Dr. William Husel turned himself in and is being charged with twenty-five counts of murder for prescribing high doses of fentanyl.
Ohio physician Dr. William Husel turned himself into Columbus police following a six-month investigation into his practice of overprescribing opioids at Mount Carmel Hospital and was subsequently charged with twenty-five counts of murder. The hospital referred to his prescribing practices as “inappropriate” after it was discovered the doctor administered high doses of fentanyl to many of his patients.
Mount Carmel Health System terminated Husel in December of last year. Mount Carmel President and CEO, Ed Lamb, said at the time the health system formally launched its investigation, “We are sorry for this tragedy, and we will continue to investigate how we responded to this report and whether there is any other information that should have led us to investigate sooner into Dr. Husel’s practices.”
Lamb also said that the hospital works with families to help dying patients: “We believe in helping patients near death die peacefully,” he said, adding, “the actions instigated by (Husel) were unacceptable” and “have brought shock and hurt to our organization.”
If convicted, Husel could spend fifteen years to life in prison for each count, according to Franklin County prosecutor Ron O’Brien. He added, “By giving fentanyl at these levels, we were comfortable with the information we had that it was a sufficient amount that the only rational purpose could be to shorten a person’s life.”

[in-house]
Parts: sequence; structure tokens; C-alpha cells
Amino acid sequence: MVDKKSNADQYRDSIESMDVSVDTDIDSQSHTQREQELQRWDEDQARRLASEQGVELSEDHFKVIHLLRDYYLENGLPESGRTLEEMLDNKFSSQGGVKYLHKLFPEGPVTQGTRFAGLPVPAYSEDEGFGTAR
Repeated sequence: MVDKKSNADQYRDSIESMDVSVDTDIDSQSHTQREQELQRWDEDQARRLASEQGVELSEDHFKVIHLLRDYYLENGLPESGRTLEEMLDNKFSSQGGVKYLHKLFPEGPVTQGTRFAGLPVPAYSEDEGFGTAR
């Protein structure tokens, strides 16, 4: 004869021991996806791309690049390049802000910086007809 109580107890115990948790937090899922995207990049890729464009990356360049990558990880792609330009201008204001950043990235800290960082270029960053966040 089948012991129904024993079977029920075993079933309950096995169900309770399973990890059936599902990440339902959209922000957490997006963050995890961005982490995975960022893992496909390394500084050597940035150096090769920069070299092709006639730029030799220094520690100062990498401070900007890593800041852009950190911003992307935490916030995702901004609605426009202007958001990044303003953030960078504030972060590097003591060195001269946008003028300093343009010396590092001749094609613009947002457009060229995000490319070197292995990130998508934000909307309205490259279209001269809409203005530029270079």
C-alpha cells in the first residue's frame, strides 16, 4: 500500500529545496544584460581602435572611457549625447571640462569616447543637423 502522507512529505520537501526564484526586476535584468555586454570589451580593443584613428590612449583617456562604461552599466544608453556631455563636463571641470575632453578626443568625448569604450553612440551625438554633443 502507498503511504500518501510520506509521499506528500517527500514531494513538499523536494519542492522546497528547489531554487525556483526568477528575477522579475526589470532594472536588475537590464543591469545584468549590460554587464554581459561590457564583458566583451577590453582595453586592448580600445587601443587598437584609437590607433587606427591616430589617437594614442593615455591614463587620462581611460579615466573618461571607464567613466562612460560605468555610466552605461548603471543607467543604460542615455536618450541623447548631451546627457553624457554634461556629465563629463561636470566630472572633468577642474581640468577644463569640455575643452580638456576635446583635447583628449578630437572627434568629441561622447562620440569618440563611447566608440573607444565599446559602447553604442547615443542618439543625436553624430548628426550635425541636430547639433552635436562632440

The murders Husel is charged with committing spanned from February 2015 to November 2018, according to the court docket. O’Brien said Mount Carmel Hospital suspects Husel in 35 patient deaths. A partial timeline of events leading up to the charges follows:
“Jan. 14: The first lawsuit is filed over the deaths…alleging a ‘grossly excessive dosage of the powerful painkiller fentanyl was ordered to hasten the death of 79-year-old Janet Kavanaugh in December 2017’;
Jan. 14: Allegations against Husel become public as the hospital system releases a statement revealing the deaths of 27 patients who received doses of pain medication that were potentially fatal;
Jan. 16: In the first public comments from a family member, David Austin, of Columbus, says he felt ‘like somebody kicked me in the chest’ when he was told of the alleged circumstances of the death of his wife of 36 years, Bonnie Austin, in September. The same day, Mount Carmel says it identified a 28th patient;
Jan. 17: The widow of a man treated by Husel says news of the circumstances of her husband’s death left her shocked that such a scenario could happen despite procedural and technological safeguards. Christine Allison, of Columbus, says ‘the system failed tremendously’ in the case of her 44-year-old husband, Troy;
Jan. 19: The Ohio Department of Health confirms its investigation of Husel on behalf of the U.S. Centers for Medicare and Medicaid Services;
Jan. 25: State Medical Board suspends Husel’s license…Two additional lawsuits filed, over the deaths of 69-year-old Joanne Bellisari in May 2015 and 80-year-old Jim Allen in May 2018.”
Husel graduated from Ohio University College of Osteopathic Medicine and completed his internship and residency at the Cleveland Clinic Hospital and his fellowship at the Cleveland Clinic Hospital in critical care. The Clinic said, “We are taking this matter very seriously and immediately launched an internal investigation. A preliminary review found that his prescribing history during his employment as a resident at Cleveland Clinic was consistent with appropriate care provided to patients in the intensive care unit.”